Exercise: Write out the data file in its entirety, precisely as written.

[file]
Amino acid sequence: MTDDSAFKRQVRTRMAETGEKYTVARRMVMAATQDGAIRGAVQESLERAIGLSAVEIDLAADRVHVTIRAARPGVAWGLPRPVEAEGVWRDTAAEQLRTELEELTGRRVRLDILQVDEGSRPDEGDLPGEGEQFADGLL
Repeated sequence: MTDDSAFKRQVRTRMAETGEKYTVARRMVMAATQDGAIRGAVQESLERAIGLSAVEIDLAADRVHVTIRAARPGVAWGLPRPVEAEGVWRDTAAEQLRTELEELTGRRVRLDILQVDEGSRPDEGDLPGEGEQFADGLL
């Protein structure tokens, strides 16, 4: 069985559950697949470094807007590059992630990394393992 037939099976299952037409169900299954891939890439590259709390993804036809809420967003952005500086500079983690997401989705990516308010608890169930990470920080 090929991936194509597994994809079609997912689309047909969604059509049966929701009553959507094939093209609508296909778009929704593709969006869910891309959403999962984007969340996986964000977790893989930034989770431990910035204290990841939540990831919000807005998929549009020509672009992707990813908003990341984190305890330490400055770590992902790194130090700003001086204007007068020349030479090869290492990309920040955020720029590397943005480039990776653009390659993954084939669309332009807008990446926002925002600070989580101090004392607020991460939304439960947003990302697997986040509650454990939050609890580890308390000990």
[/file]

Amino acid sequence: MTDDSAFKRQVRTRMAETGEKYTVARRMVMAATQDGAIRGAVQESLERAIGLSAVEIDLAADRVHVTIRAARPGVAWGLPRPVEAEGVWRDTAAEQLRTELEELTGRRVRLDILQVDEGSRPDEGDLPGEGEQFADGLL
Repeated sequence: MTDDSAFKRQVRTRMAETGEKYTVARRMVMAATQDGAIRGAVQESLERAIGLSAVEIDLAADRVHVTIRAARPGVAWGLPRPVEAEGVWRDTAAEQLRTELEELTGRRVRLDILQVDEGSRPDEGDLPGEGEQFADGLL
């Protein structure tokens, strides 16, 4: 069985559950697949470094807007590059992630990394393992 037939099976299952037409169900299954891939890439590259709390993804036809809420967003952005500086500079983690997401989705990516308010608890169930990470920080 090929991936194509597994994809079609997912689309047909969604059509049966929701009553959507094939093209609508296909778009929704593709969006869910891309959403999962984007969340996986964000977790893989930034989770431990910035204290990841939540990831919000807005998929549009020509672009992707990813908003990341984190305890330490400055770590992902790194130090700003001086204007007068020349030479090869290492990309920040955020720029590397943005480039990776653009390659993954084939669309332009807008990446926002925002600070989580101090004392607020991460939304439960947003990302697997986040509650454990939050609890580890308390000990």